What is an integrated flight deck?

What is an integrated flight deck?

As the world advances, it will inevitably involve more technology in its integration with existing operations.
An Iran Air 747-200, showing the early-production 747 cockpit, located on the upper deck

This statement is true for aviation, not only with air traffic control and its functions, but also aircraft. Increasing the amount of technology in aircraft can reduce the workload pilots deal with as there is more automation with the plane’s flight. Though new technology and its use on the flight deck sounds mostly positive. Moreover, it is important to cover all aspects and viewpoints of its integration in modern aircraft. 

Flight deck interfaces work in different ways, they apply to multiple aspects of the flight as well as the plane. Heads up displays (HUDs), autopilot, flight management systems (FMSs), and other items are all flight deck interfaces (Pilot, 2020). They are all interacted with in a flight, making them valuable, essential, and efficient for flying.

HUDs are useful because they allow the pilot to take in more information without having to remove sight from the front of the aircraft. Usually, pilots make a “scan” when flying, meaning they observe all aircraft instruments routinely (Pilot, 2020). Removing this need allows the pilot to focus on looking ahead at runways when landing in poor weather.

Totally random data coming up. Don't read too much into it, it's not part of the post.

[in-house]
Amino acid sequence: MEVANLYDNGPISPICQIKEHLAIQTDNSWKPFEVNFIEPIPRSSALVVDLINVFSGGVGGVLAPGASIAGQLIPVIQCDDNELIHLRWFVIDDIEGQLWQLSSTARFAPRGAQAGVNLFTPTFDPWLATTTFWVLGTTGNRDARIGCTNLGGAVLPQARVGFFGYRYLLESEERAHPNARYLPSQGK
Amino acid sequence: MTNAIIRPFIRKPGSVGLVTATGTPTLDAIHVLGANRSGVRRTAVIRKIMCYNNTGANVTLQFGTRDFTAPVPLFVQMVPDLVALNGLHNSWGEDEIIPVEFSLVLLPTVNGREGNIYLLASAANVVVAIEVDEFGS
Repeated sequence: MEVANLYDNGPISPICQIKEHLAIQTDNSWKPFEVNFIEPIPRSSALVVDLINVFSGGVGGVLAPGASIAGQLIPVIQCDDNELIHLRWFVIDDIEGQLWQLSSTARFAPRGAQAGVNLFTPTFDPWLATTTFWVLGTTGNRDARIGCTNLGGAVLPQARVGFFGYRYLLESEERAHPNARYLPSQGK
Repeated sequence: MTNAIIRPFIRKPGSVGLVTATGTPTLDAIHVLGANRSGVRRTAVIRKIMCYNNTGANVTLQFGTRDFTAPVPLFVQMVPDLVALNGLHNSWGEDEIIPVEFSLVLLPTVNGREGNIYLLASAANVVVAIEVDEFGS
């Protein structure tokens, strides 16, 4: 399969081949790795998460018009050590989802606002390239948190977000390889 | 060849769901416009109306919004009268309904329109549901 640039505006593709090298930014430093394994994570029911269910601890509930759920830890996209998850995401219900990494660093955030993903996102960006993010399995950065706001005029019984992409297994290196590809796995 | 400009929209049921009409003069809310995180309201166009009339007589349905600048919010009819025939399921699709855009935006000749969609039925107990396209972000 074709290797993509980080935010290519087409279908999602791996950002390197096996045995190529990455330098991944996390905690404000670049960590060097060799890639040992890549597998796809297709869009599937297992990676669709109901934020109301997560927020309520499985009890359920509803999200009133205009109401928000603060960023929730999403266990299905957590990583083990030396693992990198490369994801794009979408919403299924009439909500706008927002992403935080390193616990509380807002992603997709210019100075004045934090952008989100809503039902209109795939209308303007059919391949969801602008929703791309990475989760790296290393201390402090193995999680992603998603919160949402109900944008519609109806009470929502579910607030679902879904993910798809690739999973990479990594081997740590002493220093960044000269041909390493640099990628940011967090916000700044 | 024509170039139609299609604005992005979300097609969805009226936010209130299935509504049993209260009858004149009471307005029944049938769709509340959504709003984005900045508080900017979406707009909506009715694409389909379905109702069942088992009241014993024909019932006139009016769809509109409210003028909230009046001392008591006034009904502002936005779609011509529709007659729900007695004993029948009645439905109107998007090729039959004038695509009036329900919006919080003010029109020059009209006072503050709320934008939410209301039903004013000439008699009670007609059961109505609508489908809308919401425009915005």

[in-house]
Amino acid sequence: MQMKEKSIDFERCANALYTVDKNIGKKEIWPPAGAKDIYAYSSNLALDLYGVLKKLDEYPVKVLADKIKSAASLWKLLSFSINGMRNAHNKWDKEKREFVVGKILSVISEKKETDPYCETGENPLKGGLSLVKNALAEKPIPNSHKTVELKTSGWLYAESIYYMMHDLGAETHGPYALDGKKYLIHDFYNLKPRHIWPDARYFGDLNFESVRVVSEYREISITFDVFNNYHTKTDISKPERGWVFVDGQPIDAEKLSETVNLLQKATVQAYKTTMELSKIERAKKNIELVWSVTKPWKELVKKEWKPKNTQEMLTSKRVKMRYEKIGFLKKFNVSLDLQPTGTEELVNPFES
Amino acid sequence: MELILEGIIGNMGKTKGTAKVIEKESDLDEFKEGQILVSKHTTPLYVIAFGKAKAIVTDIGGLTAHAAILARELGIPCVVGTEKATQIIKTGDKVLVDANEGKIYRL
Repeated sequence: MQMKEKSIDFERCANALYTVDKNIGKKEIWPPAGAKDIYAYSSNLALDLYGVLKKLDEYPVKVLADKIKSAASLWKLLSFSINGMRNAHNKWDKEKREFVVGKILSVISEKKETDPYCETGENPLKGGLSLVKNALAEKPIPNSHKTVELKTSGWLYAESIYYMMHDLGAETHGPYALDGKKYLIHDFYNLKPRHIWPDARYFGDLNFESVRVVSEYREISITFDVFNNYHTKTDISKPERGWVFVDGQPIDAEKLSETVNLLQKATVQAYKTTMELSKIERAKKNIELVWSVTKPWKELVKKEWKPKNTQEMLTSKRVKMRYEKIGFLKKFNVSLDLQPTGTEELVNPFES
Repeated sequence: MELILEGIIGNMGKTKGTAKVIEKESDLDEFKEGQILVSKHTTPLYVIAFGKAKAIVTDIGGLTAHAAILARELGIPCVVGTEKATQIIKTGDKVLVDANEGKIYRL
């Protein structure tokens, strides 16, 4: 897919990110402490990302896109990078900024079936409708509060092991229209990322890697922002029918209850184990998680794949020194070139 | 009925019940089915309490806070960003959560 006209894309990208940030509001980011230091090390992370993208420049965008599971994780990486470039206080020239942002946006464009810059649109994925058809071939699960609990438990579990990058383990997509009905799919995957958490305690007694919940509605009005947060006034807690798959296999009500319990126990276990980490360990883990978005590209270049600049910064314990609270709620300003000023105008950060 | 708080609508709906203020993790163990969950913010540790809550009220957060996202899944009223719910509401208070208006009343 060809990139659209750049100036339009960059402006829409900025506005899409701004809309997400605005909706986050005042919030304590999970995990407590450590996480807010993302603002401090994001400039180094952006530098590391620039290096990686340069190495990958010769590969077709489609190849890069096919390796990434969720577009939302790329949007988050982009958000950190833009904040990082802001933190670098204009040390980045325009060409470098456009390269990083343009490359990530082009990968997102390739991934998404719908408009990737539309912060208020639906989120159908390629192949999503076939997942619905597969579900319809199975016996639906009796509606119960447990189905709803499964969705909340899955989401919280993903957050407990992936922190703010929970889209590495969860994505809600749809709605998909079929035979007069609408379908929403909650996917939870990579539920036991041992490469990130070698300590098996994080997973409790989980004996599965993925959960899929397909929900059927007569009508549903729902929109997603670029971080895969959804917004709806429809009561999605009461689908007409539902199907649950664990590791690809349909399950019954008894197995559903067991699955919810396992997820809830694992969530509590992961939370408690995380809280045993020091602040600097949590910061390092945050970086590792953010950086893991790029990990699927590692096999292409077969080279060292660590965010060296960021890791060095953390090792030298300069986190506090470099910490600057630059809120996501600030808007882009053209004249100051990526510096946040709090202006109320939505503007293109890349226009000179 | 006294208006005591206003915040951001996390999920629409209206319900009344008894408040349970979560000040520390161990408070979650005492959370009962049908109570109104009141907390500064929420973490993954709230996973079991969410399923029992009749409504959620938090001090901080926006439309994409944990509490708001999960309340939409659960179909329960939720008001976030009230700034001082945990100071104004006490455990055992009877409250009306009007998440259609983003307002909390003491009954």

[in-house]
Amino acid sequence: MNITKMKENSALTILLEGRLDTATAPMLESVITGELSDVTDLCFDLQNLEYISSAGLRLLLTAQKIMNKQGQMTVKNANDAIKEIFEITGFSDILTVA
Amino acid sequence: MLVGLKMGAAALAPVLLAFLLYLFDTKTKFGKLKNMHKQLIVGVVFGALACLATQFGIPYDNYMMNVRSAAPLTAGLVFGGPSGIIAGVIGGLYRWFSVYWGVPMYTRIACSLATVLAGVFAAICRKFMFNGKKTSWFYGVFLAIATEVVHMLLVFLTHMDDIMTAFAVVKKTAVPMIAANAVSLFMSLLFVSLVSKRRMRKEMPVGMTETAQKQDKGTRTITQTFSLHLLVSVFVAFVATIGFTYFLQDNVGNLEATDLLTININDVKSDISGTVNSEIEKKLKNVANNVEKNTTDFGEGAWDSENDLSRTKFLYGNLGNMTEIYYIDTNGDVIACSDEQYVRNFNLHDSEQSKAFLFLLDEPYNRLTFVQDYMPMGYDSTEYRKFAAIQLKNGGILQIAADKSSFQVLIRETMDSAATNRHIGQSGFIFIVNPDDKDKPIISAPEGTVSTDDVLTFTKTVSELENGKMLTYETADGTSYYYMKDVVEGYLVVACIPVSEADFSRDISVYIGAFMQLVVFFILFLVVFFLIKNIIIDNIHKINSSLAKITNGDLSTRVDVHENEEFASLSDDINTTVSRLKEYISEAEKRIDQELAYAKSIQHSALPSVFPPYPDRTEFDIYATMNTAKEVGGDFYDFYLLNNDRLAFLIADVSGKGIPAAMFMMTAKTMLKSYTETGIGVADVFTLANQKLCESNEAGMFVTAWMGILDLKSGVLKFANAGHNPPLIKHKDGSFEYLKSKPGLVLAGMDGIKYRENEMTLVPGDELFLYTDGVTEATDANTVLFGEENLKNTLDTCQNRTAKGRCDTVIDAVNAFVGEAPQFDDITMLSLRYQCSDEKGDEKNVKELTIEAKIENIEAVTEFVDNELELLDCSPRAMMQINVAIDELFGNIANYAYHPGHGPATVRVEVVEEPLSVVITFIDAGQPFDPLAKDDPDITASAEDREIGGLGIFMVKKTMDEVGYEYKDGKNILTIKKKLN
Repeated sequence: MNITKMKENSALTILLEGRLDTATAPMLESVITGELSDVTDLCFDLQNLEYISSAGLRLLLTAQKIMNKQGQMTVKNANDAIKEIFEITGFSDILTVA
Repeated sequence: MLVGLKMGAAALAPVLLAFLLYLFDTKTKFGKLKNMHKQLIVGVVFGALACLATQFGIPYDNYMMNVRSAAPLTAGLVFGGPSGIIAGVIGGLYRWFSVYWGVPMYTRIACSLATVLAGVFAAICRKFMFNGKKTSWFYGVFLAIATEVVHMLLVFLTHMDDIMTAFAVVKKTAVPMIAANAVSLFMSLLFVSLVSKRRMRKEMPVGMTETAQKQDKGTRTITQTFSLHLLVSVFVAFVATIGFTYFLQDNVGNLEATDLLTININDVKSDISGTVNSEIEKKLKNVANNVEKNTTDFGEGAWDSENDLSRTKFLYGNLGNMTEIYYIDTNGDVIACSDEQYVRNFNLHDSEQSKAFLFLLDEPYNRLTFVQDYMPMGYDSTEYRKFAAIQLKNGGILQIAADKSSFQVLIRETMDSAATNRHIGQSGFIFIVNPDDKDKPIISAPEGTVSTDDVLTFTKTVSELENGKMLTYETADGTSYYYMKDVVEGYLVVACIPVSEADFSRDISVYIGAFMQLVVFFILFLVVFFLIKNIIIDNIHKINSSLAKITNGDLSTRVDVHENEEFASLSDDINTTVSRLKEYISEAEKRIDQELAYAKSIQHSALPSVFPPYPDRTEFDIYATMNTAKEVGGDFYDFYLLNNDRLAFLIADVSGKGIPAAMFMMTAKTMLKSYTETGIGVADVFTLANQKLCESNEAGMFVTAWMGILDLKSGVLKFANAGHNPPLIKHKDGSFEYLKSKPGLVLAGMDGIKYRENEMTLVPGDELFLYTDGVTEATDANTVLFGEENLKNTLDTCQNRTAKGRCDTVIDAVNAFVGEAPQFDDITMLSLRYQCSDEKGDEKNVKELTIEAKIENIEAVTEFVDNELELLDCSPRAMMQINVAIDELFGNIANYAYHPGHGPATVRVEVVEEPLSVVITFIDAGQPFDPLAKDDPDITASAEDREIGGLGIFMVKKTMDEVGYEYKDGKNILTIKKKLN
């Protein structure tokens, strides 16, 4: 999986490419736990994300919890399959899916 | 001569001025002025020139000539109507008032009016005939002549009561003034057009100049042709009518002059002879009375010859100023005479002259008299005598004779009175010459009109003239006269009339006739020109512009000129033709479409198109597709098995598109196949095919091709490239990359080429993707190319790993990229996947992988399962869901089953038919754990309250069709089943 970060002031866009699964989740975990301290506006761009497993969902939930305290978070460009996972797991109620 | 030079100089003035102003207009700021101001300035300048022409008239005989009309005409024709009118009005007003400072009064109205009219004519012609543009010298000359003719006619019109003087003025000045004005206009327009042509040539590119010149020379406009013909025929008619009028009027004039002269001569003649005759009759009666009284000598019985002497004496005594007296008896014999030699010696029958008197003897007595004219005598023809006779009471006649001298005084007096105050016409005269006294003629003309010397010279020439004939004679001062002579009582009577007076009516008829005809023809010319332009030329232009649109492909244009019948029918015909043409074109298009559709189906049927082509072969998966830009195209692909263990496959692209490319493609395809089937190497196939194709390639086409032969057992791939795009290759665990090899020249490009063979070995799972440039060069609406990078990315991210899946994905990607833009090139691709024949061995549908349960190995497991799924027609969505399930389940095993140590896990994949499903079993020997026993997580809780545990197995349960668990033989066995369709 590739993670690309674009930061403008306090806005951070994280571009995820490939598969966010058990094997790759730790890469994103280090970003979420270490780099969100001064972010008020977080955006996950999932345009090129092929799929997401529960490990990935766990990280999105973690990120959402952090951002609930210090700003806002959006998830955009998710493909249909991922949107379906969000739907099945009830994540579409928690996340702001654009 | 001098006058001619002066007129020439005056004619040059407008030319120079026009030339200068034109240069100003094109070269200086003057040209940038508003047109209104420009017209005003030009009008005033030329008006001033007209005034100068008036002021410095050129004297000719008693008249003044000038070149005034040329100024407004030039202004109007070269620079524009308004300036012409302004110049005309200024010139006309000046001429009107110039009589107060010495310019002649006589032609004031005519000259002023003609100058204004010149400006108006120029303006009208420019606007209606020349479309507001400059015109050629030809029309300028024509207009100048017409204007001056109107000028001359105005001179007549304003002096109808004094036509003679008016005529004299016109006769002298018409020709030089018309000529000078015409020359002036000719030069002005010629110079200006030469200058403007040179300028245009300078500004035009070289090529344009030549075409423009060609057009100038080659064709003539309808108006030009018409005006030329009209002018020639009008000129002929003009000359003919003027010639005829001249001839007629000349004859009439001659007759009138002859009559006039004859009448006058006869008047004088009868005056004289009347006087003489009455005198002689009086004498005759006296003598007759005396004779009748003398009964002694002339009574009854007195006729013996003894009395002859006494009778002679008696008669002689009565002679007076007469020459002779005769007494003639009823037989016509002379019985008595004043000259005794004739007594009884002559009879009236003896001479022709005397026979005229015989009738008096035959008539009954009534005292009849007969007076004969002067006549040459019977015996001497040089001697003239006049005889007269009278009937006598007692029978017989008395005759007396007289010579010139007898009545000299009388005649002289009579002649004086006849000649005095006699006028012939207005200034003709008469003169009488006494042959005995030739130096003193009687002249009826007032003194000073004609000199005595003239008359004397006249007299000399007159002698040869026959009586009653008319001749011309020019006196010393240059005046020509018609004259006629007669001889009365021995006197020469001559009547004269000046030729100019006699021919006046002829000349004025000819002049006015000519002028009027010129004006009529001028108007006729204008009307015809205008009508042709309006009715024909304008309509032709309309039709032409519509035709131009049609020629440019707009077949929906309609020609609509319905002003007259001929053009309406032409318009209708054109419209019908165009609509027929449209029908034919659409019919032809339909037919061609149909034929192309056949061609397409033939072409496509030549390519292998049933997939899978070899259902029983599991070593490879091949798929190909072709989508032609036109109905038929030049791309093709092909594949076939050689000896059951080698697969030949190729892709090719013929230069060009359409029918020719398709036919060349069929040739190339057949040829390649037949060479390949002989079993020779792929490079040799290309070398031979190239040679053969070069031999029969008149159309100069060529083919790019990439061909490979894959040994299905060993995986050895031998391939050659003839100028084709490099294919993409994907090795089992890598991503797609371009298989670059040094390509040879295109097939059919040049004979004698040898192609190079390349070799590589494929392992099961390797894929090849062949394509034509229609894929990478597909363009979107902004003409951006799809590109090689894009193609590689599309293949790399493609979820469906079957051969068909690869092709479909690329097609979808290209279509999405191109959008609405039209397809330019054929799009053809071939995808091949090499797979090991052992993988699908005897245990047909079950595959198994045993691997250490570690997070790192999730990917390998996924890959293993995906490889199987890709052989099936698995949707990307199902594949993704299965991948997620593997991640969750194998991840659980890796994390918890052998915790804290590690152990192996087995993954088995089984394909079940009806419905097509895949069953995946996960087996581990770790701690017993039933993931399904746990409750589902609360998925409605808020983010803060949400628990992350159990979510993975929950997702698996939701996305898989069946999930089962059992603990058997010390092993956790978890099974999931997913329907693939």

Autopilot is a feature on an aircraft where a pilot is able to program the plane to navigate on its own.
USAF and IAF airmen work inside the cockpit of an IAF Ilyushin Il-76.

As a result, the pilot does not need to constantly put in flight inputs (Pilot, 2020). This relieves another layer of workload for a pilot in cruise operations of the flight. Lastly, a flight management system is a display that shows key navigational figures and features other categories of data, like weather (Pilot, 2020). If an aircraft is able to record data and then disperse that data to other planes in the same airline. The other planes are able to avoid turbulence and other areas with poor weather conditions. 

These features sound like nothing but upside but there are some items to consider. When implementing this equipment in flight operations. There needs to be a “trust but verify” process when utilizing these interfaces so that there are no incorrect inputs on the plane’s flight path (Pilot, 2020). Reason for this being is that there are a lot of accidents involving Loss of Control Inflight (LOC-I). And Controlled Flight Into Terrain (CFIT). Because of the complacency observed by pilots who rely too heavily on technology and flight deck interfaces (Pilot, 2020). 

Technology can be seen as a necessity when progressing and innovating. However, it needs to be supplemented with procedures in aviation. Assuring there are flows and checklists in place that can combat any type of complacency in a flight crew and staff. Lastly, trusting but verifying is the greatest technique. When attempting to use the flight deck interfaces pilots and crews have come to love. 

What is an integrated flight deck?

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ReferencesPilot, P. (2020, September 29). Future flight deck technology. Professional Pilot Magazine. https://www.propilotmag.com/flight-deck/#:%7E:text=Next%2Dgeneration%20flight%20deck,current%20arrangements%20to%20future%20configurations.

What is an integrated flight deck?